An understanding Smart Recovery programmes
SMART Recovery uses techniques from Cognitive Behavior Therapy (CBT), Rational Emotive Behavior Therapy (REBT), and Motivational Enhancement Therapy (MET, a non-confrontational approach to helping people change behaviors). Our organization helps you apply these techniques to your recovery, as guided by our 4-Point Program®.
Understanding Smart Recovery and how it works:
- We help you look at your behaviors so you can decide what problems need your attention. We also help you stay motivated if you make the decision to change.
- If you feel you need to work with a therapist in your recovery, we encourage you to do that. If this isn’t an option because you can’t afford it or live in an area where help is not easily accessible, SMART can still help you.
- We encourage you to attend SMART meetings. Interacting with others in recovery will help you understand you’re not alone as you struggle with the challenges of recovery. At the same time, you’re helping others. Many of us who have walked the path of recovery have found great strength in the heartfelt words of others overcoming similar issues. If you choose to pursue recovery without attending meetings, we’re still here to help.
You can use SMART’s tools, strategies, and resources from the start of your journey to long after you reach your recovery goals. You can stay in SMART as long as you wish. You aren’t making a lifetime commitment to the program. Many find that participating in SMART after they recover helps them avoid relapses. Some volunteer to facilitate SMART meetings or lend their talents and skills in other ways. Others simply continue to attend meetings to share their experiences with people new to SMART, like you.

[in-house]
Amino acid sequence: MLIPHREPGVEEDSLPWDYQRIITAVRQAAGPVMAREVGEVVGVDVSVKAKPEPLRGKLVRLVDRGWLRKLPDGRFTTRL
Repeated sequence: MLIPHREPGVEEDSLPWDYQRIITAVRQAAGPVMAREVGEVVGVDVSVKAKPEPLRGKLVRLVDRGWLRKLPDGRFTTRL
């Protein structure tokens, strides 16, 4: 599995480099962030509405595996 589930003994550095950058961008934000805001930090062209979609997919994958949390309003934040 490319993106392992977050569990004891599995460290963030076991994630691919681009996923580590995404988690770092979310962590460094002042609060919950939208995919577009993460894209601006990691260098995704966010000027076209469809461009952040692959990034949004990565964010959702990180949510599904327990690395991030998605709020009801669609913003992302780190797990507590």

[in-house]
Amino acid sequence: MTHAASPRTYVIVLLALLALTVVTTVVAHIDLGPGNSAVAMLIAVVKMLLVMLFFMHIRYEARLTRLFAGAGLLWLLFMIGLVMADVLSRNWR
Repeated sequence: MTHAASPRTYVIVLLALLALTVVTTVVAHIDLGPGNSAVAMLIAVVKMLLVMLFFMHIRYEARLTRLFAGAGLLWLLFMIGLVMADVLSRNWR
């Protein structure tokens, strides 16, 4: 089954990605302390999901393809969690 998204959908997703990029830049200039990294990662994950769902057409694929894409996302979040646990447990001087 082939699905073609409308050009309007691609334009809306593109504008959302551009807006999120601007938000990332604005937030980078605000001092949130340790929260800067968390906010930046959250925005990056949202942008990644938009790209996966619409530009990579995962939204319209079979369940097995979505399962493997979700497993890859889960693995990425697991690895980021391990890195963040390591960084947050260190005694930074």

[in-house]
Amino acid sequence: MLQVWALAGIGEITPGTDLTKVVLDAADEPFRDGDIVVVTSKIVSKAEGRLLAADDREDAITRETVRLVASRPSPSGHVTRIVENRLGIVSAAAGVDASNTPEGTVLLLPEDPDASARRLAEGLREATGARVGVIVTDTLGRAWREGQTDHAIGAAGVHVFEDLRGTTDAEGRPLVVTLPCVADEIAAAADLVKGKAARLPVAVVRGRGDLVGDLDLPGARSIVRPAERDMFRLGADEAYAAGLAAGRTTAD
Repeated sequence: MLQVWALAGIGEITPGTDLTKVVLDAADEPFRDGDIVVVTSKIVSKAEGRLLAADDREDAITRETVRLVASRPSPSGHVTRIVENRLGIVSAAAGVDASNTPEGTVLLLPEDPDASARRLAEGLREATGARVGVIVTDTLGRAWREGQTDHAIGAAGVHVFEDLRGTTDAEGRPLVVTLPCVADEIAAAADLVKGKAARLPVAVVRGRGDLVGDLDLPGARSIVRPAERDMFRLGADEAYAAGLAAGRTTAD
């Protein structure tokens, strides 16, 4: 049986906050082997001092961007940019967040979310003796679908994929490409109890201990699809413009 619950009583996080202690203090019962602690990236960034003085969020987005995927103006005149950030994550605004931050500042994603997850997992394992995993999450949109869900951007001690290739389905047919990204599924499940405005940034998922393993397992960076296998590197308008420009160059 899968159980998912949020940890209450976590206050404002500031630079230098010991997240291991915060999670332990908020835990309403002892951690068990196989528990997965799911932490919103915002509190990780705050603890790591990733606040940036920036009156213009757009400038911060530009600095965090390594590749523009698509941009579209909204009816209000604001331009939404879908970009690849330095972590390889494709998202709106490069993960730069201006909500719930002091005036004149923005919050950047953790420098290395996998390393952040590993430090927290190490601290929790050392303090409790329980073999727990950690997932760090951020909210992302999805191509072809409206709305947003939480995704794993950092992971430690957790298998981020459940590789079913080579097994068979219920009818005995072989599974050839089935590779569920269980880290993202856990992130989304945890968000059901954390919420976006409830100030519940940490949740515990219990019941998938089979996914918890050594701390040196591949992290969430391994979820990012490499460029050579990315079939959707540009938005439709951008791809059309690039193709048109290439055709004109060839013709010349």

We focus on the present — and what you want for your future — rather than the past. We discourage the use of labels such as “addicts,” “alcoholics,” “druggies,” “overeaters,” etc. because we believe they interfere with a healthy self-image. Instead, we focus on behaviors and how to change them.
Addictive behaviors can arise from both substance use (psychoactive substances including alcohol, nicotine, caffeine, food, illicit drugs, and prescribed medications) and activities (gambling, sex, eating, shopping, relationships, exercise, etc.). Most of us experience an addictive behavior to some degree in our lives. Many people have more than one, either at the same time or they overcome one only to find themselves dealing with another one later.
It’s important to remember as you begin your journey that there is not a single “right” way to recovery. We all do it a little bit differently.
The 4-Point Program is the heart of SMART. Each point provides you with tools, techniques, and strategies that can help you on your journey. Many of these tools and techniques are skills you can use after you have fully recovered to help you deal with future problems and achieve more satisfaction and balance in your life.
These points are not steps. For some people they are sequential, for others they are not. For example, some people come to SMART when they are coping with urges, having built their motivation on their own.
The four points are:
- Building and Maintaining Motivation
- Coping with Urges
- Managing Thoughts, Feelings, and Behaviors
- Living a Balanced Life